Interesting Perimeter and Area Problems Three example problems involving perimeter and area
Interesting Perimeter and Area Problems
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- Lets do some example problems here, so we have the perimeter
- of each of the outer triangles is 30. So for example if I took
- The sum of this side, this side, and that side I will get 30 and that is
- true of all these outer triangles, these 5 outer triangles.
- They then tell us that the perimeter of FGHIJ
- So FGHIJ the perimeter of this pentagon right over here is 50
- So if I add up that side plus that side plus that side plus that side, plus that side,
- I get 50. And then they say what is the perimeter of the star?
- So the perimeter of the star is really the outsides. if you take the bases
- away of each of these triangles. So it is this side, let me do this in a new color actually
- So the perimeter of the triangle i will do in orange. It is going to be this
- plus that plus that plus that plus that plus that
- i think you get the idea plus that plus that plus that plus that
- So the perimeter of the of the star so let me call this: perimeter perimeter of the star
- it is going to be equal to the perimeter of the 5 triangles
- is equal to perimeter of 5 outer triangles. Just call them 5 triangles like this
- minus their basis, right, if i take the perimeter of all of these sides
- If i added up the part that should not be part of the perimeter of the star
- would be this part,that part, that part,that part, that part and that part.
- those are not the part, those are not the part of the perimeter of the star
- so should be the perimeter of the 5 triangles minus the links of their bases
- links of their 5 bases. So what is the perimeter of the 5 triangles?
- well, the perimeter of each of them is 30, perimeter of 5 of them is going to be 5 times 30
- which is 150, now we want to subtract out the links of their 5 bases
- now the links of their 5 bases if we add them up is the exact perimeter of this in inner pentagon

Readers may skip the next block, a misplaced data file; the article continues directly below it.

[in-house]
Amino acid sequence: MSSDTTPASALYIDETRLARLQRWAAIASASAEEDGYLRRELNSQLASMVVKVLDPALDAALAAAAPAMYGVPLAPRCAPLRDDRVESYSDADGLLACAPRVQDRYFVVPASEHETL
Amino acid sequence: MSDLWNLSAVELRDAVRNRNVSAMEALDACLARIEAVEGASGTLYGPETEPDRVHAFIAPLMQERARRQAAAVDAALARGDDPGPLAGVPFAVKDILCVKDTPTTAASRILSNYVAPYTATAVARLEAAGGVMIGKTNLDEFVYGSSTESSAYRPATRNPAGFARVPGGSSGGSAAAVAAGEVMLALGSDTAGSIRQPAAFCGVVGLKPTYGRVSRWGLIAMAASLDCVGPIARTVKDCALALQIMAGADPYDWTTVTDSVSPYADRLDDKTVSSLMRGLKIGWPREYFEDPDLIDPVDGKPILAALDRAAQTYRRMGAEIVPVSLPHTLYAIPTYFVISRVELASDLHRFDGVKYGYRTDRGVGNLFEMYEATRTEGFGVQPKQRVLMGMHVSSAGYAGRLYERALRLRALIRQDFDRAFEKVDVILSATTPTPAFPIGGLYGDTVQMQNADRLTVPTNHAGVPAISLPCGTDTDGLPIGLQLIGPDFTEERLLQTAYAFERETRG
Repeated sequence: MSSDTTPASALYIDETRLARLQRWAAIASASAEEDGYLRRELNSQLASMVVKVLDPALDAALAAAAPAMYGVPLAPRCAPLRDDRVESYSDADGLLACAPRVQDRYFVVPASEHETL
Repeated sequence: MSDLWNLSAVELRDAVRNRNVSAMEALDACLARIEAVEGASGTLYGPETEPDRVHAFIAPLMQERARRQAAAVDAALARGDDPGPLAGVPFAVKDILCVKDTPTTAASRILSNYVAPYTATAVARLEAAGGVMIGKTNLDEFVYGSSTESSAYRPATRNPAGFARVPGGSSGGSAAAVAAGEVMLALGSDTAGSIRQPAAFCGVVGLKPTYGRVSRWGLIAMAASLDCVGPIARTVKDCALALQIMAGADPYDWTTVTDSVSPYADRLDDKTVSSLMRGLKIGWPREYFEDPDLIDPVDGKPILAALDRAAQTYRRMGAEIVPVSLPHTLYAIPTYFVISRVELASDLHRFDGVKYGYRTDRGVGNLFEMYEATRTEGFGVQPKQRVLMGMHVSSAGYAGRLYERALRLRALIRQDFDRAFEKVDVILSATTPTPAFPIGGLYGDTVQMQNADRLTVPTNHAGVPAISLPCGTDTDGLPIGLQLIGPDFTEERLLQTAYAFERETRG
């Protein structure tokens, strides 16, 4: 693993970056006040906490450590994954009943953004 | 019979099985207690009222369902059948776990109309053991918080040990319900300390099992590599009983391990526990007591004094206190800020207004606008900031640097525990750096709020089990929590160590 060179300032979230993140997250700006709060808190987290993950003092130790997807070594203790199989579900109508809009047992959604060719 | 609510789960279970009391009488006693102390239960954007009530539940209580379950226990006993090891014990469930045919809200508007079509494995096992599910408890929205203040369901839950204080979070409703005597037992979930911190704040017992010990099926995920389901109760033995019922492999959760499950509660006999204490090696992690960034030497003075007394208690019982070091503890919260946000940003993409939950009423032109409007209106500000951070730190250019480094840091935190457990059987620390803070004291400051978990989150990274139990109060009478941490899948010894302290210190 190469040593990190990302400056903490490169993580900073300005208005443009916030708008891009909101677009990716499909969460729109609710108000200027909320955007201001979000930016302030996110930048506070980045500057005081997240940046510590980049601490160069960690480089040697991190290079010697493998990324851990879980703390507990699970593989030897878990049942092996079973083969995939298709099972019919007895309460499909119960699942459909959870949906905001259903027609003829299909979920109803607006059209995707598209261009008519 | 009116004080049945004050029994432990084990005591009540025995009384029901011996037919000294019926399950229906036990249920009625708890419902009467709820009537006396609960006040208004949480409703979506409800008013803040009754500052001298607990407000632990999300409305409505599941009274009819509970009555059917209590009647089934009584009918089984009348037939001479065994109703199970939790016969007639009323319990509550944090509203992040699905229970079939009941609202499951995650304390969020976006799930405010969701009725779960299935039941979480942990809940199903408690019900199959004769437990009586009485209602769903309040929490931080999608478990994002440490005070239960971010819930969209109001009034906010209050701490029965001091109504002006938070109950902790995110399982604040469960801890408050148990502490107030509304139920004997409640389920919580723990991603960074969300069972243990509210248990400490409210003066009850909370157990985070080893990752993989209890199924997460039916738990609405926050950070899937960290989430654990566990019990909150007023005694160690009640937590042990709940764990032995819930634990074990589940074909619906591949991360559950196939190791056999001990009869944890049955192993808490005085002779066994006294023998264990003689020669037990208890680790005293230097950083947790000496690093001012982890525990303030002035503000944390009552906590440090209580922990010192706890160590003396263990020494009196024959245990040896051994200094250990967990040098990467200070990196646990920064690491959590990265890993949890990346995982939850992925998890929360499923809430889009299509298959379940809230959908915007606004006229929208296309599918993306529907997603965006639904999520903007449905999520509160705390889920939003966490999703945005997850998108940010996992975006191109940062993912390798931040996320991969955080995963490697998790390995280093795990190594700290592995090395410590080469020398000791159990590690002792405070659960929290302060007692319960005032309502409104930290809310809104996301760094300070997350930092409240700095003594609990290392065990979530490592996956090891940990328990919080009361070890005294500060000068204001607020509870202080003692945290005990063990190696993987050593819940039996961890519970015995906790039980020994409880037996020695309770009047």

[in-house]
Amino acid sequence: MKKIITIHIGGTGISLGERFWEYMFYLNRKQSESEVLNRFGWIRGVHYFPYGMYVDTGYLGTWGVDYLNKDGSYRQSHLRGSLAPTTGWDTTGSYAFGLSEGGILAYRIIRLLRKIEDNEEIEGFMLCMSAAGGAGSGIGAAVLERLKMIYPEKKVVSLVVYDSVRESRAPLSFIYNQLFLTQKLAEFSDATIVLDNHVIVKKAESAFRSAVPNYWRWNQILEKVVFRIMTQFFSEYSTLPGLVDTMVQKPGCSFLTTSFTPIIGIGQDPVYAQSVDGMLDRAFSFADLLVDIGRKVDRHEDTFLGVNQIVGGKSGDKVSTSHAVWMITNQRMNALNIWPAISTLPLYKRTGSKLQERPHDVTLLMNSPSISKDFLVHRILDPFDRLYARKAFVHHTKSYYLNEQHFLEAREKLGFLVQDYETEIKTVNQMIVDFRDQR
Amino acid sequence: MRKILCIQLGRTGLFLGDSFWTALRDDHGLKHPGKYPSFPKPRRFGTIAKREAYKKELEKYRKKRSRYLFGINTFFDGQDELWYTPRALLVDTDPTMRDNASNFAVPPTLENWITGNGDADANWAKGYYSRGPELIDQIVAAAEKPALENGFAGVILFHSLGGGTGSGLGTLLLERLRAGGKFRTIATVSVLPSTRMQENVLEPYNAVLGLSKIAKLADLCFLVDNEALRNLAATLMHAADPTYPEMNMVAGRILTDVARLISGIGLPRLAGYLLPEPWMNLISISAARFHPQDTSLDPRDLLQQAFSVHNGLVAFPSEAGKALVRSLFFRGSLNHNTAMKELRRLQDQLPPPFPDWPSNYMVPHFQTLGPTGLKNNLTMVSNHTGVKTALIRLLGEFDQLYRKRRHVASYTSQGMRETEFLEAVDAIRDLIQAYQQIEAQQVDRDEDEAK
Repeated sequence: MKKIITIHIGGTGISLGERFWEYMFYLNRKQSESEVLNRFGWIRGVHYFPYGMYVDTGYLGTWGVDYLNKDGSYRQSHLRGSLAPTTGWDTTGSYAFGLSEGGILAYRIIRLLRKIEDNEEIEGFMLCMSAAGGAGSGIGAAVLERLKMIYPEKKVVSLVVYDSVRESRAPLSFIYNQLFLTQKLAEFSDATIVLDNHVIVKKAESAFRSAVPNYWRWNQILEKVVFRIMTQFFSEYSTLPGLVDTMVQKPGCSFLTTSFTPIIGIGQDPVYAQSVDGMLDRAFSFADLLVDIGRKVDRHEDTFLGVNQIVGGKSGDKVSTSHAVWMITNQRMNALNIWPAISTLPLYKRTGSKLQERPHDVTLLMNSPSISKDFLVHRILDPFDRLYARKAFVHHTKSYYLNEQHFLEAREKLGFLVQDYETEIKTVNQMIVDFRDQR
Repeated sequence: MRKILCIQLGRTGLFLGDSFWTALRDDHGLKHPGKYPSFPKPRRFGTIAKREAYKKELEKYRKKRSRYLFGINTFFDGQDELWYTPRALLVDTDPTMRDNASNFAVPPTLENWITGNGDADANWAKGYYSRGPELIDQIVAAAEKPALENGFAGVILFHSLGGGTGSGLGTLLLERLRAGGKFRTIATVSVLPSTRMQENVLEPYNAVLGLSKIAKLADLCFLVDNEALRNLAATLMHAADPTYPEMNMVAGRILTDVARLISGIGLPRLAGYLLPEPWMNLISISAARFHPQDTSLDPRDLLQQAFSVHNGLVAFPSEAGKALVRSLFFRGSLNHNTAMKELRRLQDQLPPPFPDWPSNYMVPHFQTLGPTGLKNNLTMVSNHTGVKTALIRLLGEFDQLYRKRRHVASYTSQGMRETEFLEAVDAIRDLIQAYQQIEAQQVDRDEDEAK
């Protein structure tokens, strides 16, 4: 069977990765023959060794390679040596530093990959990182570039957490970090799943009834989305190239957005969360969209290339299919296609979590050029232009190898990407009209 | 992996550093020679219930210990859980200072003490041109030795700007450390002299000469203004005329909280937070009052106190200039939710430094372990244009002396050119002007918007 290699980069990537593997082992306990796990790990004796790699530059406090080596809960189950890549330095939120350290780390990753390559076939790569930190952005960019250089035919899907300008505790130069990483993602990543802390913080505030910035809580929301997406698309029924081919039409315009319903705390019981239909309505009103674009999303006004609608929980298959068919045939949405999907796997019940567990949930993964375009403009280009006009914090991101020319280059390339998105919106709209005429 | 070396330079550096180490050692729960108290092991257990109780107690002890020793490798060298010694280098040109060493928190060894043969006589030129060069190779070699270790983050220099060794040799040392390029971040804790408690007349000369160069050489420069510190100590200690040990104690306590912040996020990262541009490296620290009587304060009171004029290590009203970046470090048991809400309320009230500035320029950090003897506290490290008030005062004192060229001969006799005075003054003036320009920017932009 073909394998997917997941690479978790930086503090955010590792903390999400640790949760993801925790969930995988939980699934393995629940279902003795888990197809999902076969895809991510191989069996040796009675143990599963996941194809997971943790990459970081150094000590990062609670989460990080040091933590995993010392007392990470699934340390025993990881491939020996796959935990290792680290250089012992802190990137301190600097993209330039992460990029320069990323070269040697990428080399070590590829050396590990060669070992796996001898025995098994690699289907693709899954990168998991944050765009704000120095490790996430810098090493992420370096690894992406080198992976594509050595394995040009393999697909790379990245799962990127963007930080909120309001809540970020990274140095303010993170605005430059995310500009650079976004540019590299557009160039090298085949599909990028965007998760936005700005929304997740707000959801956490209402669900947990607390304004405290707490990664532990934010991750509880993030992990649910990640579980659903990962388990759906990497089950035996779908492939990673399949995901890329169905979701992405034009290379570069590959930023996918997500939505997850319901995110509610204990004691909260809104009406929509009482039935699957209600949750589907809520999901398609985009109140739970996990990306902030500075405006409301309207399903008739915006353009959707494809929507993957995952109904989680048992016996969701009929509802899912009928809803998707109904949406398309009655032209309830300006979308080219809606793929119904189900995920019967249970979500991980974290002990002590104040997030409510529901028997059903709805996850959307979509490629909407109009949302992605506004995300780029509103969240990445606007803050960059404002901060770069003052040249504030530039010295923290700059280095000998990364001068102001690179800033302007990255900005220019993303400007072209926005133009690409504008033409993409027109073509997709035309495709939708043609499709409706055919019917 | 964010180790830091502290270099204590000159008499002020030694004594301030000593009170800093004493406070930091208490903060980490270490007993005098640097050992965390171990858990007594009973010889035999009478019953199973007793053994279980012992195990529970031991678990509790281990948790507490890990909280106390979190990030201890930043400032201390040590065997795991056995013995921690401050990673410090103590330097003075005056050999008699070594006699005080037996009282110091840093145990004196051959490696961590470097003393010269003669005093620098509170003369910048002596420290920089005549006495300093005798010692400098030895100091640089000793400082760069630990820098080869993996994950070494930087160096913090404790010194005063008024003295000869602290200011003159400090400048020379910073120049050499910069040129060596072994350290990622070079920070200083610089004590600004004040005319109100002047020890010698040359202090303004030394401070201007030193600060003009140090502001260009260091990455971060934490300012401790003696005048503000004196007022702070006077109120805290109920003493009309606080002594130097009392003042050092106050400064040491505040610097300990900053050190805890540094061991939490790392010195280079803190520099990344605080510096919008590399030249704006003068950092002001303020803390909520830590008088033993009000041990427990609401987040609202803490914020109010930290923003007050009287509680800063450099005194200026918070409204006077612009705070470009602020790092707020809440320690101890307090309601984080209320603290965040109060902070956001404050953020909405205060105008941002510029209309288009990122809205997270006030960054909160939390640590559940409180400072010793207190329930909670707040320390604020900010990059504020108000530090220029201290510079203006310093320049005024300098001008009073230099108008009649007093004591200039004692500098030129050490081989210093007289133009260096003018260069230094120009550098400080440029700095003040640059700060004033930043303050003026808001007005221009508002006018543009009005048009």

- right over here. So this inner pentagon has a perimeter 50, that is the sum of the 5 bases.
- So that right over here is 50, so the perimeter of the star is going to be 150 minus 50, or or 100.
- All we need is to get the perimeter of all triangles, subtracted out these bases
- which was the perimeter of the inner pentagon and we are done.
- Now lets do the next problem.
- What is the area of this this quadrilateral, something that has 4 sides of ABCD?
- And this is a little bit we have not seen a figure quite like this just yet,
- it on the right hand side looks like a rectangle, and on the left hand side looks like a triangle
- and this is actually trapezoid, but we can actually as you could imagine
- the way we figure out the area of several triangles splitting it up into pieces we can recognise.
- And the most obvious thing to do here is started A and just drop a rock
- drop an altitude right over here, and so this line right over here is going to hit
- at 90 degrees and we could call this point E.
- And what is interesting here is we can split this up into something we recognize
- a rectangle and a right triangle. But you might say how do, how do we figure out what these you know
- we have this side and that side, so we can figure out the area
- of this rectangle pretty straight forwardly. But how would we, how would we figure out the area of this
- triangle? Well if this side is 6 then that means that this that EC is also going to be 6.
- If AB is 6, notice we have a rectangle right over her, opposite side of a rectangle are equal.
- So if AB equals 6, implies that EC is equal to 6, EC is equal to 6, so EC is equal to 6
- and if EC is equal to 6 then that tells us that DE is going to be 3.
- DE is going to be 3, this distance right over here is going to be 3.
- And we know that because if this is 6, this has to be something that we add to 6 to get 9,
- 9 was the length of this entire, of the entire base of this figure right over here.
- 9 was this entire distance so 9 minus 6 gives us 3, and now we have all the information that we need